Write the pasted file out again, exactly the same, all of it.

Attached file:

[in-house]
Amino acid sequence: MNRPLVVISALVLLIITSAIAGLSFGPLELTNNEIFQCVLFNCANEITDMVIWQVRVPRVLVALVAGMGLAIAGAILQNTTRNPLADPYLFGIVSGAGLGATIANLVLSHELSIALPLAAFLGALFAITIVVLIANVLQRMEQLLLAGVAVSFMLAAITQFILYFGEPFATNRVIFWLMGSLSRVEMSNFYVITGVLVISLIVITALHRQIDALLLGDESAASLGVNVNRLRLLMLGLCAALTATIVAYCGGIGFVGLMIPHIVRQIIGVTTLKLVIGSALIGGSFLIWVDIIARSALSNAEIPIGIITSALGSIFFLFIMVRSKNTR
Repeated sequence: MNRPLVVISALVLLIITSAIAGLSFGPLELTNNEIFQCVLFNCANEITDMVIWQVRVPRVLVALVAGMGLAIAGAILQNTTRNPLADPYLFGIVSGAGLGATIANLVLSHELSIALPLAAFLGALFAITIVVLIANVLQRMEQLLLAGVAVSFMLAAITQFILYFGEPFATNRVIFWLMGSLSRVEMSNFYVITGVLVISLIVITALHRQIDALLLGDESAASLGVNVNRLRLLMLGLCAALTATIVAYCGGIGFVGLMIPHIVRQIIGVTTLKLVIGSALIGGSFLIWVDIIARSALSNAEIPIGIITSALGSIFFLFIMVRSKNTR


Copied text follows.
[in-house]
Amino acid sequence: MNRPLVVISALVLLIITSAIAGLSFGPLELTNNEIFQCVLFNCANEITDMVIWQVRVPRVLVALVAGMGLAIAGAILQNTTRNPLADPYLFGIVSGAGLGATIANLVLSHELSIALPLAAFLGALFAITIVVLIANVLQRMEQLLLAGVAVSFMLAAITQFILYFGEPFATNRVIFWLMGSLSRVEMSNFYVITGVLVISLIVITALHRQIDALLLGDESAASLGVNVNRLRLLMLGLCAALTATIVAYCGGIGFVGLMIPHIVRQIIGVTTLKLVIGSALIGGSFLIWVDIIARSALSNAEIPIGIITSALGSIFFLFIMVRSKNTR
Repeated sequence: MNRPLVVISALVLLIITSAIAGLSFGPLELTNNEIFQCVLFNCANEITDMVIWQVRVPRVLVALVAGMGLAIAGAILQNTTRNPLADPYLFGIVSGAGLGATIANLVLSHELSIALPLAAFLGALFAITIVVLIANVLQRMEQLLLAGVAVSFMLAAITQFILYFGEPFATNRVIFWLMGSLSRVEMSNFYVITGVLVISLIVITALHRQIDALLLGDESAASLGVNVNRLRLLMLGLCAALTATIVAYCGGIGFVGLMIPHIVRQIIGVTTLKLVIGSALIGGSFLIWVDIIARSALSNAEIPIGIITSALGSIFFLFIMVRSKNTR